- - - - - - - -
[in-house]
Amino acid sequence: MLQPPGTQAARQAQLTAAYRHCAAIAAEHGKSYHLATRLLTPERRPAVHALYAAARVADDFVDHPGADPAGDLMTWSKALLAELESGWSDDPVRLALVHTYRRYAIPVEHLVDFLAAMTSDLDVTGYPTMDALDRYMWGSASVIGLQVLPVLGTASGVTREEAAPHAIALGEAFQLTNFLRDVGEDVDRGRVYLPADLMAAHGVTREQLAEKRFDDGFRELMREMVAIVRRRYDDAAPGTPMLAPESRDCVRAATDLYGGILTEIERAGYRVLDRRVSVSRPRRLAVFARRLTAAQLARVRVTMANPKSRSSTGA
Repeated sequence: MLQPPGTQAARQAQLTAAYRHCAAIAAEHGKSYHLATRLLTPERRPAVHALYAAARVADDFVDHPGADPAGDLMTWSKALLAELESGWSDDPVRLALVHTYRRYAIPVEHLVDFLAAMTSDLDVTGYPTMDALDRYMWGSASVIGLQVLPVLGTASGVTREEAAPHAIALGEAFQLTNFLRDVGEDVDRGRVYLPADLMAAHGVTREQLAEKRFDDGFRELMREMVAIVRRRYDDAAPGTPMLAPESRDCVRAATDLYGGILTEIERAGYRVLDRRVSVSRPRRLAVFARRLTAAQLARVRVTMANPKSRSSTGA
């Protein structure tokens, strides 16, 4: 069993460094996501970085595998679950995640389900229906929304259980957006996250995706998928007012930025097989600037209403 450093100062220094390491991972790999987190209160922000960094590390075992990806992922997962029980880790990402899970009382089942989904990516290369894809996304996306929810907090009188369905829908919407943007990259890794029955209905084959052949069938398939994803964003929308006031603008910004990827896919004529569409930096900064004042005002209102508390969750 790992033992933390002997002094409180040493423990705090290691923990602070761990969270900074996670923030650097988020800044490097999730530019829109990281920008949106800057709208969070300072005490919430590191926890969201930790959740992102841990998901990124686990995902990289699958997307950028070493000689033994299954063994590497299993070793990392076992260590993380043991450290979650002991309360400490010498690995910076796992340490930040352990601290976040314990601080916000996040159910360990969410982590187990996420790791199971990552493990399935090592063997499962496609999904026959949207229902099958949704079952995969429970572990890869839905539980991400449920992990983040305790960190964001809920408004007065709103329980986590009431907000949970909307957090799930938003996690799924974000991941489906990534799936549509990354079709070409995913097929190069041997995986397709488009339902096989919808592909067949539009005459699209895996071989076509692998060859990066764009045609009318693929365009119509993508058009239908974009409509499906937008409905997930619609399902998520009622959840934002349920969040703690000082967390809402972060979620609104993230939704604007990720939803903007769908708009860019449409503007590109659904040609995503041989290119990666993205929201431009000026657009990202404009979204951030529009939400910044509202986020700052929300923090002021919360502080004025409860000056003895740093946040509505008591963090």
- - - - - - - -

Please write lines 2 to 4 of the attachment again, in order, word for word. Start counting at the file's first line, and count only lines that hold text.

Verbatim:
Amino acid sequence: MLQPPGTQAARQAQLTAAYRHCAAIAAEHGKSYHLATRLLTPERRPAVHALYAAARVADDFVDHPGADPAGDLMTWSKALLAELESGWSDDPVRLALVHTYRRYAIPVEHLVDFLAAMTSDLDVTGYPTMDALDRYMWGSASVIGLQVLPVLGTASGVTREEAAPHAIALGEAFQLTNFLRDVGEDVDRGRVYLPADLMAAHGVTREQLAEKRFDDGFRELMREMVAIVRRRYDDAAPGTPMLAPESRDCVRAATDLYGGILTEIERAGYRVLDRRVSVSRPRRLAVFARRLTAAQLARVRVTMANPKSRSSTGA
Repeated sequence: MLQPPGTQAARQAQLTAAYRHCAAIAAEHGKSYHLATRLLTPERRPAVHALYAAARVADDFVDHPGADPAGDLMTWSKALLAELESGWSDDPVRLALVHTYRRYAIPVEHLVDFLAAMTSDLDVTGYPTMDALDRYMWGSASVIGLQVLPVLGTASGVTREEAAPHAIALGEAFQLTNFLRDVGEDVDRGRVYLPADLMAAHGVTREQLAEKRFDDGFRELMREMVAIVRRRYDDAAPGTPMLAPESRDCVRAATDLYGGILTEIERAGYRVLDRRVSVSRPRRLAVFARRLTAAQLARVRVTMANPKSRSSTGA
């Protein structure tokens, strides 16, 4: 069993460094996501970085595998679950995640389900229906929304259980957006996250995706998928007012930025097989600037209403 450093100062220094390491991972790999987190209160922000960094590390075992990806992922997962029980880790990402899970009382089942989904990516290369894809996304996306929810907090009188369905829908919407943007990259890794029955209905084959052949069938398939994803964003929308006031603008910004990827896919004529569409930096900064004042005002209102508390969750 790992033992933390002997002094409180040493423990705090290691923990602070761990969270900074996670923030650097988020800044490097999730530019829109990281920008949106800057709208969070300072005490919430590191926890969201930790959740992102841990998901990124686990995902990289699958997307950028070493000689033994299954063994590497299993070793990392076992260590993380043991450290979650002991309360400490010498690995910076796992340490930040352990601290976040314990601080916000996040159910360990969410982590187990996420790791199971990552493990399935090592063997499962496609999904026959949207229902099958949704079952995969429970572990890869839905539980991400449920992990983040305790960190964001809920408004007065709103329980986590009431907000949970909307957090799930938003996690799924974000991941489906990534799936549509990354079709070409995913097929190069041997995986397709488009339902096989919808592909067949539009005459699209895996071989076509692998060859990066764009045609009318693929365009119509993508058009239908974009409509499906937008409905997930619609399902998520009622959840934002349920969040703690000082967390809402972060979620609104993230939704604007990720939803903007769908708009860019449409503007590109659904040609995503041989290119990666993205929201431009000026657009990202404009979204951030529009939400910044509202986020700052929300923090002021919360502080004025409860000056003895740093946040509505008591963090």